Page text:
No such broad conflict exists among today’s nobility. They are unified in their progressive outlook on all things social and cultural. In the Middle Ages, the aristocracy often found allies among the Catholic clergy, who were willing to back the great landowners’ laws and swords with doctrines and rationales. There is a twenty-first-century clerisy, though it is rarely religious and operates in a secular consumer society. Its members aren’t priests. They are journalists, entertainers, credentialed professionals, and teachers. They provide the images, narratives, arguments, and artworks that reinforce the binding outlook, and they police dissenters as vigilantly as did the Inquisitors of old (though fortunately, so far, less lethally).
As society becomes more regulated and more dependent on expertise, the clerisy grows. Michael Lind estimates that this “overclass” constitutes some 15 percent of the American workforce, a far larger portion than the membership of the old First Estate (closer to 1 percent of the French population). Charles Murray describes them more narrowly as the top echelons in law, government, university, and media—roughly 2.4 million people in a country of more than 320 million.
Until the last four decades, the yeoman class—James Madison’s small proprietors—were America’s ascendant socioeconomic group. A study covering the United Kingdom, the Netherlands, and the United States shows that all three saw a rapid decline in the concentration of wealth from the 1820s through the 1970s. Never before had so much prosperity and relative security been so widely enjoyed.
Now, the numbers and influence of the yeomanry are declining. They still represent close to 50 percent of the population, notes Pew—a drop from 61 percent in 1971. Globalization has savaged many middle-class jobs, whether in factories or in services, transferring employment to China, India, and other developing countries. In many countries, immigration, much of it from poor countries, has undermined wage rates, particularly for lower-skilled workers, but now for professionals as well. Much of the global middle class is heavily in debt, mainly because of high housing costs.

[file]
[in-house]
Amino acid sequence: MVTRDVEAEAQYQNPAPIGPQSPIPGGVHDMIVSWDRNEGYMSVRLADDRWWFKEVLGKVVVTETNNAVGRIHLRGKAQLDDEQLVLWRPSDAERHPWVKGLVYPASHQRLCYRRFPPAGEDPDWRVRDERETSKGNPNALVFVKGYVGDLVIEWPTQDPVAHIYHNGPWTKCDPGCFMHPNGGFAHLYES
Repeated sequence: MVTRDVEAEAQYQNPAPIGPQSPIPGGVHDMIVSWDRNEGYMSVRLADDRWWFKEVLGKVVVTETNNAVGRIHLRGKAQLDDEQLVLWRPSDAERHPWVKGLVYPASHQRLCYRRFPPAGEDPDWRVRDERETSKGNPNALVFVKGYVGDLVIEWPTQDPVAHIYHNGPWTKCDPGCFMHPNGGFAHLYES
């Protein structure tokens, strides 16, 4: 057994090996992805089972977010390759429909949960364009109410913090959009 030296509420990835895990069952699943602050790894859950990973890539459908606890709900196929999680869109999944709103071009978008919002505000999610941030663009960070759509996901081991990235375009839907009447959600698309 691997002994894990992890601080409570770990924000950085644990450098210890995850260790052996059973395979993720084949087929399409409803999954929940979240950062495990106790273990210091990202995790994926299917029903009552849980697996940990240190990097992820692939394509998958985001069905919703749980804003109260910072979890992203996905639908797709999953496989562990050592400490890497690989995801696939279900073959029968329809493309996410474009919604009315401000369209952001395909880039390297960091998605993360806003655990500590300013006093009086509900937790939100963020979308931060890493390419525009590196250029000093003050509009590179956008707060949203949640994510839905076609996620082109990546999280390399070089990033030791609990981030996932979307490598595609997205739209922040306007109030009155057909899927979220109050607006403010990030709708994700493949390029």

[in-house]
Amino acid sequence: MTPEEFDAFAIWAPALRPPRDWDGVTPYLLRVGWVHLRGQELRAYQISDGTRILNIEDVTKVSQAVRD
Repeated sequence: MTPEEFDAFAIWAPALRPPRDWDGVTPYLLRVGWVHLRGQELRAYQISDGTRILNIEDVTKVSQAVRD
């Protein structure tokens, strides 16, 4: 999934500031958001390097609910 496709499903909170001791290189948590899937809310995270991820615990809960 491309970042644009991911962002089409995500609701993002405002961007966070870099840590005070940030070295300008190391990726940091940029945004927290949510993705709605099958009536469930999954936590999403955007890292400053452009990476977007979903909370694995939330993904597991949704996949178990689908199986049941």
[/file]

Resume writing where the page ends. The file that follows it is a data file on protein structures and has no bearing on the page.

In the United States, long known as the land of opportunity, the chance of middle-class earners’ moving to the top rungs of the earnings ladder has dropped by approximately 20 percent since the early 1980s. The pandemic has been particularly hard on this class. Though large chains have reported record sales during the lockdowns, more than 160,000 small businesses have closed. A survey by the advocacy group Main Street America predicts that as many as 7.5 million small businesses will go out of business by the time the crisis is over. By some estimates, upwards of one-third of small businesses will close down permanently.
The fall of the yeomanry poses a major threat to representative democracy. Once again, history provides a precedent. In Imperial Rome, small farmers and artisans were steadily displaced by slaves imported from the far ends of the expanding empire. Increasingly, occupations and social status came to be determined by heredity. By the end of the Republic, more than 75 percent of all property was owned by roughly 3 percent of the population, while more than four-fifths owned no property at all. Inequality paved the way for the feudal future.
The great social achievement of the mid- to late twentieth century lay in the movement of working-class, propertyless people, including minorities, into the ranks of business owners and homeowners. Today the flow runs in the opposite direction, as prospects for joining the middle class have declined and opportunities for advancement have dried up for everyone outside the professional and elite capitalist classes.
Working-class people, of whatever race, suffer the worst health-related impacts and have paid the most in lives during the pandemic. The same holds economically. In the U.S., roughly half of all job losses last April were in such low-paying fields as restaurants, hotels, and amusement parks; information and finance jobs were barely touched. Almost 40 percent of Americans making less than $40,000 a year lost their jobs in the pandemic, as the wage gains made during the first two years of the Trump Administration have largely evaporated.
Read the rest of this piece at First Things.
Categories: Economics/Class Relations